Here is a logic puzzle with useful applications for electrical designers:
Heavy-duty orange electrical conduits manufactured to Australian Standard AS 2053 have outer diameters as follows:
- A 20 mm conduit has O.D. 20 mm.
- A 25 mm conduit has O.D. 25 mm.
- A 32 mm conduit has O.D. 32 mm.
- A 40 mm conduit has O.D. 40 mm.
- A 50 mm conduit has O.D. 50 mm.
- A 63 mm conduit has O.D. 63 mm.
Dear reader, please use the above information to answer this question:
Question: What is the outer diameter of a 150 mm HD orange PVC electrical conduit?
Answer: 160 mm.
Well, maybe the conduit has an inner diameter of 150 mm? Let’s look up the Vinidex Australia catalog for electrical conduits (“Electrical, Communications, and Telstra Products”):
Nope. Given O.D. of 160mm and wall thickness of 8.3mm, the inner diameter of a 150mm HDPVC conduit is 143.4 mm. So there is no dimension of a 150mm conduit that actually measures 150mm.
This trap exists to confuse people attempting to calculate the number of cables that can be pulled through a conduit. Keep these things in mind:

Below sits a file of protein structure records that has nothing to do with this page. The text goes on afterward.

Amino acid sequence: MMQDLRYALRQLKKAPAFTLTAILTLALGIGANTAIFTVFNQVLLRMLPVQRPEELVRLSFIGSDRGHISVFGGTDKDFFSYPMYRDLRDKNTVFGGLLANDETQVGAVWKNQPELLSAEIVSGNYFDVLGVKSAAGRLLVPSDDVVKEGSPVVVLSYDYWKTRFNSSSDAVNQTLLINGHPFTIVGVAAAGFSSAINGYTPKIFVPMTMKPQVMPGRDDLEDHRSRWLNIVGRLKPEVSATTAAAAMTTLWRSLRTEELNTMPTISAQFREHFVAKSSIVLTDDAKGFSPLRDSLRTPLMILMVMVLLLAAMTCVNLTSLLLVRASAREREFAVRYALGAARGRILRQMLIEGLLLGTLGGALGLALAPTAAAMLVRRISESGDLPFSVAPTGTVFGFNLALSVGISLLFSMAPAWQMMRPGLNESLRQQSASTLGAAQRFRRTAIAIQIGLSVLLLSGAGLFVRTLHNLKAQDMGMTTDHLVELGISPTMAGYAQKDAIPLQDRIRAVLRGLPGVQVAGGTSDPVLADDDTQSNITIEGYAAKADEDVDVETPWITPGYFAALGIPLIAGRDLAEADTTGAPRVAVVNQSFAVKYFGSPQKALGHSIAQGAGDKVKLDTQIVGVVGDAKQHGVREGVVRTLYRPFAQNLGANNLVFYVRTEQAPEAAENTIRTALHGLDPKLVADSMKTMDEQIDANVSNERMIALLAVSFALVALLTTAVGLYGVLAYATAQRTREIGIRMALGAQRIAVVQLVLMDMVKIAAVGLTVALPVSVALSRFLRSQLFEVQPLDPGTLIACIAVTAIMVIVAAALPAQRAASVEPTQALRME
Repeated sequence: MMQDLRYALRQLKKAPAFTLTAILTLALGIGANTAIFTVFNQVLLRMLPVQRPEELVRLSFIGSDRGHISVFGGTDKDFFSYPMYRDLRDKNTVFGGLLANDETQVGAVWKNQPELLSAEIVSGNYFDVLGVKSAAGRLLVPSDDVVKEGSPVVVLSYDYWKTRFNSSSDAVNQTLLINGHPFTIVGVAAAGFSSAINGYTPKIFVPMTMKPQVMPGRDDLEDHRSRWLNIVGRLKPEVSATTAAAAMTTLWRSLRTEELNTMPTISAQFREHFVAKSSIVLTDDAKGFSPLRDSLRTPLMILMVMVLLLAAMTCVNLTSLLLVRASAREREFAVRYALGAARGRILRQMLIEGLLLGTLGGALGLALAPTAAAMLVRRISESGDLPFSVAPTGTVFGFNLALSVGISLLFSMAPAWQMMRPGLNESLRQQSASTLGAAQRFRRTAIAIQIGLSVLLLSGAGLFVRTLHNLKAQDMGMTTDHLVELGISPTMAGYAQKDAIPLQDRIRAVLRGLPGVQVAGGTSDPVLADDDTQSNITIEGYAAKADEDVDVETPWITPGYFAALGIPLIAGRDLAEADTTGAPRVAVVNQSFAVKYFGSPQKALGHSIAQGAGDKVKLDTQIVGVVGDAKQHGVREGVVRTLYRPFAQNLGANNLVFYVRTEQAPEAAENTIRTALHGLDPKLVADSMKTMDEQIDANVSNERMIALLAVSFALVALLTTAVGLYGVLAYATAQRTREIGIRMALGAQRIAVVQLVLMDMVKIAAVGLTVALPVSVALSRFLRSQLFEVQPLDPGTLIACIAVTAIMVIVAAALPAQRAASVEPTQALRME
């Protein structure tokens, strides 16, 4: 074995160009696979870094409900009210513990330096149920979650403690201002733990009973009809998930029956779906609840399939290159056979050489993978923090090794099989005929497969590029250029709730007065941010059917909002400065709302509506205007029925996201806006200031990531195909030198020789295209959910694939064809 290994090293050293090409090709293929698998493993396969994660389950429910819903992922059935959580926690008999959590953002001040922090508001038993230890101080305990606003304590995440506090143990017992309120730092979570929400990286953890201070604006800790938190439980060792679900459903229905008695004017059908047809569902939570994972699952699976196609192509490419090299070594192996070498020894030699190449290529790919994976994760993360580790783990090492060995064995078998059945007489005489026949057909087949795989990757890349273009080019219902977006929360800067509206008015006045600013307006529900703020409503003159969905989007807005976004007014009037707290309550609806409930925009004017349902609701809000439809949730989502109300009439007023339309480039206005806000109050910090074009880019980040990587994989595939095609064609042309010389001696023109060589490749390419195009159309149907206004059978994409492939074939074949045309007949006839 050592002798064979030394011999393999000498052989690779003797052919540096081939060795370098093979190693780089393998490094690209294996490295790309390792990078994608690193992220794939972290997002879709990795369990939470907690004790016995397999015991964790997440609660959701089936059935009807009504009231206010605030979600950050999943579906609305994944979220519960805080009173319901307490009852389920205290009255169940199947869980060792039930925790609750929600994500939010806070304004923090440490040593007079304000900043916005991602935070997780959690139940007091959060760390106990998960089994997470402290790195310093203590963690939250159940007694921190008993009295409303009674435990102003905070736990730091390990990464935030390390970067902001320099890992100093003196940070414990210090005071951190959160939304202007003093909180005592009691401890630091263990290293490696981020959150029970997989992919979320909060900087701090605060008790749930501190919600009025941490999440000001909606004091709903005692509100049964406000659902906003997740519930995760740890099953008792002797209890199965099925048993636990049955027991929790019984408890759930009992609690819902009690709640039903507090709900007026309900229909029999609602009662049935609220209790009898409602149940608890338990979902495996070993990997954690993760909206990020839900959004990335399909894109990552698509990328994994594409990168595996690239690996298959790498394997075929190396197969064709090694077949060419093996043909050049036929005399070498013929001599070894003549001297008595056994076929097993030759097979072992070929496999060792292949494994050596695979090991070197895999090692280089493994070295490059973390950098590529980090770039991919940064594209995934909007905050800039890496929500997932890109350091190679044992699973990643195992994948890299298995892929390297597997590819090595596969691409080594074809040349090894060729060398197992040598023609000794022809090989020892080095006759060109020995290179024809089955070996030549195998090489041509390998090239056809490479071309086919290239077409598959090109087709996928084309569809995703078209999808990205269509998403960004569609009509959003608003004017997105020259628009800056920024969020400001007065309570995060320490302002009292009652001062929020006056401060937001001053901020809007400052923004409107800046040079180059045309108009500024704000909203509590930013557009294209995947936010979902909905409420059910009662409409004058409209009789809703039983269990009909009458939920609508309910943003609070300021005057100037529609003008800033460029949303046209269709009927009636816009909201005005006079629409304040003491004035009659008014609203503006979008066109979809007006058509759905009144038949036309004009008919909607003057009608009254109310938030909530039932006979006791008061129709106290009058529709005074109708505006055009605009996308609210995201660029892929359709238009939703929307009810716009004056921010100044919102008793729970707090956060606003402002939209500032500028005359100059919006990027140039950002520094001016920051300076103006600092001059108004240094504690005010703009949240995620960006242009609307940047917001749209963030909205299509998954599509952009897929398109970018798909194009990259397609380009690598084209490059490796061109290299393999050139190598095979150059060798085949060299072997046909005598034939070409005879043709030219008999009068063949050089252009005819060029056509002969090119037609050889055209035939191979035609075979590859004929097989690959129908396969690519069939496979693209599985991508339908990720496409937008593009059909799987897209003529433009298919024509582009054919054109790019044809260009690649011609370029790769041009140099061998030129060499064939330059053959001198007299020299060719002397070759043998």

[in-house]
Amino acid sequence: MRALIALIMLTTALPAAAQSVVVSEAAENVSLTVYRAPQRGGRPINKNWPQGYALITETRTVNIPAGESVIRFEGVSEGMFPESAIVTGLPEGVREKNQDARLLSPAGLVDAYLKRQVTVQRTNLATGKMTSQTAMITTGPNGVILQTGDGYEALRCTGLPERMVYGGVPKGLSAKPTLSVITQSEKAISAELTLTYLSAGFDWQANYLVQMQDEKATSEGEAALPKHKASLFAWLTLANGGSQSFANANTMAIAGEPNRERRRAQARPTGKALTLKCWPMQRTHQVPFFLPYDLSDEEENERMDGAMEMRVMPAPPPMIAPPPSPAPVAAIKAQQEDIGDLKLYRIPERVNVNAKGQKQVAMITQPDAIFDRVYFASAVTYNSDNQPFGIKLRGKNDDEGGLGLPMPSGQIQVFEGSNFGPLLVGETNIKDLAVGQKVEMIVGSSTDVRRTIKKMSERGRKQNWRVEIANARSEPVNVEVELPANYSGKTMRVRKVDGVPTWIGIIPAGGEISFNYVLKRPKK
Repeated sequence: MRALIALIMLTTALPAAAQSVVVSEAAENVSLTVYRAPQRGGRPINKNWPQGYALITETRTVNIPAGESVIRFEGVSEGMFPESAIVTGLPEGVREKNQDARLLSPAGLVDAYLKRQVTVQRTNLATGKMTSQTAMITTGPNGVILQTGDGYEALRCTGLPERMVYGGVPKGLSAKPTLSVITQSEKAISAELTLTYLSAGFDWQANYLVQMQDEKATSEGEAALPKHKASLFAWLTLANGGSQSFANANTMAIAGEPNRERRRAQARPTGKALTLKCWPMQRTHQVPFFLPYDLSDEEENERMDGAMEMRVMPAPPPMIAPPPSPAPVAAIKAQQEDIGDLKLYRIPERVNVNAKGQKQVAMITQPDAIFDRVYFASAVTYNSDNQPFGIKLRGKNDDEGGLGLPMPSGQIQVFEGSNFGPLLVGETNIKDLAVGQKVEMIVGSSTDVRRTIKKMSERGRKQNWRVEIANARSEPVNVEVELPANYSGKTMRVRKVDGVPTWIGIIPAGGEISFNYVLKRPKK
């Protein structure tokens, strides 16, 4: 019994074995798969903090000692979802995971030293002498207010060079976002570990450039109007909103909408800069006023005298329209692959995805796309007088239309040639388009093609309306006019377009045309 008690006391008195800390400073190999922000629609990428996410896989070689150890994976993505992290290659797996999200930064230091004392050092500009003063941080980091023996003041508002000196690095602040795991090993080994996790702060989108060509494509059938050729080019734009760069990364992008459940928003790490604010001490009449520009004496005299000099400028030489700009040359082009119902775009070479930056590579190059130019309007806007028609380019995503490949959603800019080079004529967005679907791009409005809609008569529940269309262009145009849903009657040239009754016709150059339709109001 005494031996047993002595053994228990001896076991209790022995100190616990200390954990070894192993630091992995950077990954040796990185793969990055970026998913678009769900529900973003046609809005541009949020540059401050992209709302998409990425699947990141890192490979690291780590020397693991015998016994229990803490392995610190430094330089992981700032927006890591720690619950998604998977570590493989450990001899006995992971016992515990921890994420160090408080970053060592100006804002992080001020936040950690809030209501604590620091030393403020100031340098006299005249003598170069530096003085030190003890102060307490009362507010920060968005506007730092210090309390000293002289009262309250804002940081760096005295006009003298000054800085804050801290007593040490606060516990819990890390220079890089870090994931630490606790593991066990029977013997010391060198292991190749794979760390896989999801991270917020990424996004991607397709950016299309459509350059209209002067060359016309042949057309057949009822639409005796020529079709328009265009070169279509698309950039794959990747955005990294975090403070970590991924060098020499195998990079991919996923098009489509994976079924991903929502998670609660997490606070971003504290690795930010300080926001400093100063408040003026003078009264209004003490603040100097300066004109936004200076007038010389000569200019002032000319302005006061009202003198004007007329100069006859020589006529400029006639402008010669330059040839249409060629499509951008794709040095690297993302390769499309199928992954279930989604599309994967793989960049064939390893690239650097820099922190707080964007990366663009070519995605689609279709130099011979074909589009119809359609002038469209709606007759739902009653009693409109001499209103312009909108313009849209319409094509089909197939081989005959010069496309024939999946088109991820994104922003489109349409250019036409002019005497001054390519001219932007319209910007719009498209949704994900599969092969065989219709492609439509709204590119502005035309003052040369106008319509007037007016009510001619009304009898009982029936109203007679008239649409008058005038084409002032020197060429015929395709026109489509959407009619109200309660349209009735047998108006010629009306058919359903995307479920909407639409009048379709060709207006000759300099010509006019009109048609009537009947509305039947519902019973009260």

- Conduits less than 80mm are specified by outer diameter. When pulling cables through a conduit, you care about inner diameter. You need to look this up from the catalogue. If you do your calculations based on the outer diameter, your cables won’t fit in the conduit.
- Conduits 80mm and above are specified by… well, who knows? The conduit nominal size bears passing resemblance to the inner diameter, but again, you need to look up the inner diameter from the catalogue.
As an aside, the problem is even worse for British Standard Piping (BSP) pipe sizes. Take the BSP ½-inch pipe, which has:
- thread major diameter of 0.825″
- thread minor diameter: 0.734″
- outside diameter 21.4mm for “light” duty or 21.7mm for “medium” or “heavy” duty (see this page)
- Possible wall thicknesses include “light” 2.0 mm, “medium” 2.6mm, and “heavy” 3.2mm which implies inner diameter of 17.4mm (0.69″), 16.5mm (0.66″), 15.3mm (0.61″)
Which is to say that unlike small electrical conduit, where the nominal dimension does mean something, there is no dimension of a BSP ½-inch pipe - light, medium, or heavy-duty versions - which actually measures half an inch.
Apparently, the ½-inch pipe originally measured 0.50″ internal diameter, but more consistent manufacturing and better materials have allowed thinner pipe walls while maintaining the same mechanical properties. (The less-charitable interpretation is that pipe manufacturers are cheapskates who want to save money by selling thin-walled pipes.)